I was digging in the dark underneath the desks in the office, threading category-five cables around table legs, splicing them into thick braids and plugging them into the battery of jacks in the wall in an attempt to stop the networking from not working when a sudden commotion of feet almost hurt me fatally. Chairs were pushed back simultaneously, and people leapt up and ran off, chattering agitatedly. After diligently connecting the last cable, I resurfaced with a questioning look on my face. The lab had gone for a talk, I was informed by one who had stayed behind, on cooking.
Any other day, this answer would have completely mystified me. It's not as if Imperial had much to do with gastronomy. But today, upon hearing seemingly incongruous words, understanding clicked in my head. The talk in question was given by Hervé This, director of the molecular gastronomy group at AgroParisTech and developer of some of the crucial concepts of molecular cooking. I had booked two tickets for the talk a fortnight earlier. Now just five minutes remained to make it across to the auditorium.
When I got there, it was nearly packed to capacity. Professor This was obviously popular. I had never heard his name before but I had encountered the term molecular cooking, in reference to two acclaimed restaurants – The Fat Duck a few leagues outside of London and El Bulli on a deserted stretch of the Costa Brava – and their way of whipping up culinary wizardry. I had mostly been skeptical and had gone to the talk to see what was behind the hype.
Hervé This had set out, in the 1980s, to discover and understand the processes at the interface of chemistry and physics that take place when a dead cow is transformed into a juicy steak or an egg into an omelette, or when milk, sugar and flower join hands to create a cake. In the process, and over the years, he had learned how to modify seemingly pedestrian systems to create the most startling effects.
The talk was a Powerpoint presentation generously interspersed with practical demonstrations that were live-cast onto the big screen behind the podium and workbench. This whipped egg whites up with water to create voluminous foams, but he wasn't a pastry chef. He was a scientist, a devoted physical chemist full of questions. What determines the maximal volume one egg white can be whipped up to? What happens if you use orange juice instead of water? Or coffee? What if you heat the foam in a microwave?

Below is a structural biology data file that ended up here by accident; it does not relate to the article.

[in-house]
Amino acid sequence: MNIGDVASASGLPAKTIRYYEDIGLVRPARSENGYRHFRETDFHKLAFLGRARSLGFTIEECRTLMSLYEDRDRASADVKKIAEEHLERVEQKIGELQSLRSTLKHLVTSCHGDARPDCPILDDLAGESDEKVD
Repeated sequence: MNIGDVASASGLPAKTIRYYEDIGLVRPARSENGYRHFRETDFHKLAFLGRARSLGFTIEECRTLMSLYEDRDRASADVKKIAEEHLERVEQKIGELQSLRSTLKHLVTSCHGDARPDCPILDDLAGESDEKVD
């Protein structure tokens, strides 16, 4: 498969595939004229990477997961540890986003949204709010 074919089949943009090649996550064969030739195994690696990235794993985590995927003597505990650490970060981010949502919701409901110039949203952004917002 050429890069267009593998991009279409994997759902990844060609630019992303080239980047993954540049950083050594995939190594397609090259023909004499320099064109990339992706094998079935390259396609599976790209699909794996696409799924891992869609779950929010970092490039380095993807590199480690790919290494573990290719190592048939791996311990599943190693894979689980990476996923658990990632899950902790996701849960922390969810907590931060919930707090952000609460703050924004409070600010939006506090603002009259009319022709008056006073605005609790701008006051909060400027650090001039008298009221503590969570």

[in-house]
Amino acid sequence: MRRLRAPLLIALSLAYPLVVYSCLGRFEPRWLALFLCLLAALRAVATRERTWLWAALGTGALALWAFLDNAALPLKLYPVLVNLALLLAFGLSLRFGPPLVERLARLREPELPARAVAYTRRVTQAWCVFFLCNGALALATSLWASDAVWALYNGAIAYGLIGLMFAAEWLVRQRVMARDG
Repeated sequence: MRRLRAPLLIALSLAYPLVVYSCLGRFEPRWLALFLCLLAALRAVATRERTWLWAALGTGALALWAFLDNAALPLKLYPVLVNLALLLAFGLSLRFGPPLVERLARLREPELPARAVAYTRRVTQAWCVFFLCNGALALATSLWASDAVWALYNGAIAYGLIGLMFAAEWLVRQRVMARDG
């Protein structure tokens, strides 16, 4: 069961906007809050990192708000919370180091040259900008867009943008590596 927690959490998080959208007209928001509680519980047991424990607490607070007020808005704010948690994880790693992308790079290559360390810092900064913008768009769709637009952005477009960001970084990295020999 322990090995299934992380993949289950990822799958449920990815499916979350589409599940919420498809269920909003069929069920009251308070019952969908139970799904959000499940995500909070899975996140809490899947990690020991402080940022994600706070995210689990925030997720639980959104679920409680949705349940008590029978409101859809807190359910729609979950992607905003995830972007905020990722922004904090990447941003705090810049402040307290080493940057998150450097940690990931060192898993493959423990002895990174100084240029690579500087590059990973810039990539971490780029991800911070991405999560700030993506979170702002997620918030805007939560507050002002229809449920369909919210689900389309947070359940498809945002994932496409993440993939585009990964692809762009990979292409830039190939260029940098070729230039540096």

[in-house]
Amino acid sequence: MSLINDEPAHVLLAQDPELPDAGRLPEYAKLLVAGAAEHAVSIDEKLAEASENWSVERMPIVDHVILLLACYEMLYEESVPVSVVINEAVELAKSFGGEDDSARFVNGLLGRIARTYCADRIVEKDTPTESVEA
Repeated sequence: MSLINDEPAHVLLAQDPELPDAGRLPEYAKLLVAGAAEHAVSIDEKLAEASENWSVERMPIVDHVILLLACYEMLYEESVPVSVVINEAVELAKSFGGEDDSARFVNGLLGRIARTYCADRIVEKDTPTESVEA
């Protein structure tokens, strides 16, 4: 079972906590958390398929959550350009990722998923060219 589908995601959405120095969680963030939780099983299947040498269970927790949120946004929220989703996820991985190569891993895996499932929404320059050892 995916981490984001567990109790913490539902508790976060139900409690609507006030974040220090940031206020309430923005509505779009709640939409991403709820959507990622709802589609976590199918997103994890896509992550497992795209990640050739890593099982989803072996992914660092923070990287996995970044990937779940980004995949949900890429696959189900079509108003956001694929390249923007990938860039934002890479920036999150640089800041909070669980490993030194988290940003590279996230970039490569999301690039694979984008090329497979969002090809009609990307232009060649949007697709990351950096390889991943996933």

He demonstrated the last one. The water bubbles trapped in the foam come to a boil. Evaporation causes the foam to expand; heat causes it to solidify. After fifteen seconds, he knocked from his beaker a fluffy cylinder that wouldn't taste like much but could be the carrier for anything, the above-mentioned orange juice, for example. More can be done with eggs, all to answer the question, What if? Whip them up with oil and heat them, fry them and uncook them with a strong reducing agent, or poach them in alcohol.
The last experiment was done with laboratory-grade ethanol, but any strong liquor would do. This claimed to be using Scotch Whisky, which was oddly fitting given that it was St. Andrew's Day, the Scottish national holiday. Outside the fair island of Great Britain, it has probably not registered, and it doesn't matter, but Scotland aspires to be an independent nation. Breaking free from from the yoke of England is the goal of the Scottish National Party, the strongest party in the Scottish Parliament.
My opinion matters even less than Scottish independence, but I'm all for it. It would make a bunch of funny-speaking people very happy, and the only difference for me to notice would be a lighter tax bill. And if the import of Scotch Whisky were suddenly taxed, I'd buy the Irish variety and could poach an egg just the same.
The ovular overture set the stage nicely. The experiments could be admired by people without any scientific background. However, This insisted that this was not fun. He kept posing questions, the answers to which he happily admitted not knowing, and made the audience think. Why do we cook, why do we cook the way we cook, and how could we prepare food differently for maximized taste and texture? More chemistry and physics are needed to contemplate these questions than you would ever imagine.
Take a dish that a famous chef and friend of This's cooked, smoked salmon with grapefruit jelly. The salmon smells but the jelly tastes. How to give the dish the taste of smoked salmon but the fresh smell of grapefruit? This kind of reengineering is called molecular cooking. Taken to the extreme, it means extracting exactly and only the desired flavors and recombining them with appropriate carriers to give bite and shape. This is what's happening at The Fat Duck and El Bulli, if I understand correctly.
I won't find out soon because I don't have a reservation for either restaurant, but I am motivated to try my luck with foamy eggs infused with foreign flavors. I hope to have a microwave, which I'd need to give these dishes structure, in the kitchen of my new apartment. Of course, I'd have to find an apartment first. Good thing the network is back up.